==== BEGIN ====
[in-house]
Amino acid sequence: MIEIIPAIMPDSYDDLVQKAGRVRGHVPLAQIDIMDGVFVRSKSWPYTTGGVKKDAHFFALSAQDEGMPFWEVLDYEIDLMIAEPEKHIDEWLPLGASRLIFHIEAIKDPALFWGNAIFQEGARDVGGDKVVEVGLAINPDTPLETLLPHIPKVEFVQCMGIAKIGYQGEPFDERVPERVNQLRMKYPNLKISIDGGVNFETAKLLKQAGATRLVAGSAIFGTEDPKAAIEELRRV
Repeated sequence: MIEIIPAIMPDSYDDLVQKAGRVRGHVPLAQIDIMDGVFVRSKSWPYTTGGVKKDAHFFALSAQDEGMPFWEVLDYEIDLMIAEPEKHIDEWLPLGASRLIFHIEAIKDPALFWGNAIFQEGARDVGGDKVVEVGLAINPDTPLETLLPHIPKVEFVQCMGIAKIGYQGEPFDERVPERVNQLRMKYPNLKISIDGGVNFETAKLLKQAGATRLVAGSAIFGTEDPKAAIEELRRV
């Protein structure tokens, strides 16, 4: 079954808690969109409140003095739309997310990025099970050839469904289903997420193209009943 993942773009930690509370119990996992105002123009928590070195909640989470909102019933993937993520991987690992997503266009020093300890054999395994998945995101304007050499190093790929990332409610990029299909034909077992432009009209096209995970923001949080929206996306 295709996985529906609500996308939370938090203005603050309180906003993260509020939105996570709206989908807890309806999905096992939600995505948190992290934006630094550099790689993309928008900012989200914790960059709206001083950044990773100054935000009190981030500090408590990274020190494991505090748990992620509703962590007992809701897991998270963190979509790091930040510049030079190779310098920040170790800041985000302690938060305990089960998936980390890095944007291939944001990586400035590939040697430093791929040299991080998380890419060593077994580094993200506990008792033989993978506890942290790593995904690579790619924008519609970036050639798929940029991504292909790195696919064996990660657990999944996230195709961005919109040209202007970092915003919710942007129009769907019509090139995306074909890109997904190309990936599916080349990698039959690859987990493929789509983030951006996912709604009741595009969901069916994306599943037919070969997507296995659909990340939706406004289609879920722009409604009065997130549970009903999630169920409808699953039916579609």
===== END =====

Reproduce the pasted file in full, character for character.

[in-house]
Amino acid sequence: MIEIIPAIMPDSYDDLVQKAGRVRGHVPLAQIDIMDGVFVRSKSWPYTTGGVKKDAHFFALSAQDEGMPFWEVLDYEIDLMIAEPEKHIDEWLPLGASRLIFHIEAIKDPALFWGNAIFQEGARDVGGDKVVEVGLAINPDTPLETLLPHIPKVEFVQCMGIAKIGYQGEPFDERVPERVNQLRMKYPNLKISIDGGVNFETAKLLKQAGATRLVAGSAIFGTEDPKAAIEELRRV
Repeated sequence: MIEIIPAIMPDSYDDLVQKAGRVRGHVPLAQIDIMDGVFVRSKSWPYTTGGVKKDAHFFALSAQDEGMPFWEVLDYEIDLMIAEPEKHIDEWLPLGASRLIFHIEAIKDPALFWGNAIFQEGARDVGGDKVVEVGLAINPDTPLETLLPHIPKVEFVQCMGIAKIGYQGEPFDERVPERVNQLRMKYPNLKISIDGGVNFETAKLLKQAGATRLVAGSAIFGTEDPKAAIEELRRV
């Protein structure tokens, strides 16, 4: 079954808690969109409140003095739309997310990025099970050839469904289903997420193209009943 993942773009930690509370119990996992105002123009928590070195909640989470909102019933993937993520991987690992997503266009020093300890054999395994998945995101304007050499190093790929990332409610990029299909034909077992432009009209096209995970923001949080929206996306 295709996985529906609500996308939370938090203005603050309180906003993260509020939105996570709206989908807890309806999905096992939600995505948190992290934006630094550099790689993309928008900012989200914790960059709206001083950044990773100054935000009190981030500090408590990274020190494991505090748990992620509703962590007992809701897991998270963190979509790091930040510049030079190779310098920040170790800041985000302690938060305990089960998936980390890095944007291939944001990586400035590939040697430093791929040299991080998380890419060593077994580094993200506990008792033989993978506890942290790593995904690579790619924008519609970036050639798929940029991504292909790195696919064996990660657990999944996230195709961005919109040209202007970092915003919710942007129009769907019509090139995306074909890109997904190309990936599916080349990698039959690859987990493929789509983030951006996912709604009741595009969901069916994306599943037919070969997507296995659909990340939706406004289609879920722009409604009065997130549970009903999630169920409808699953039916579609």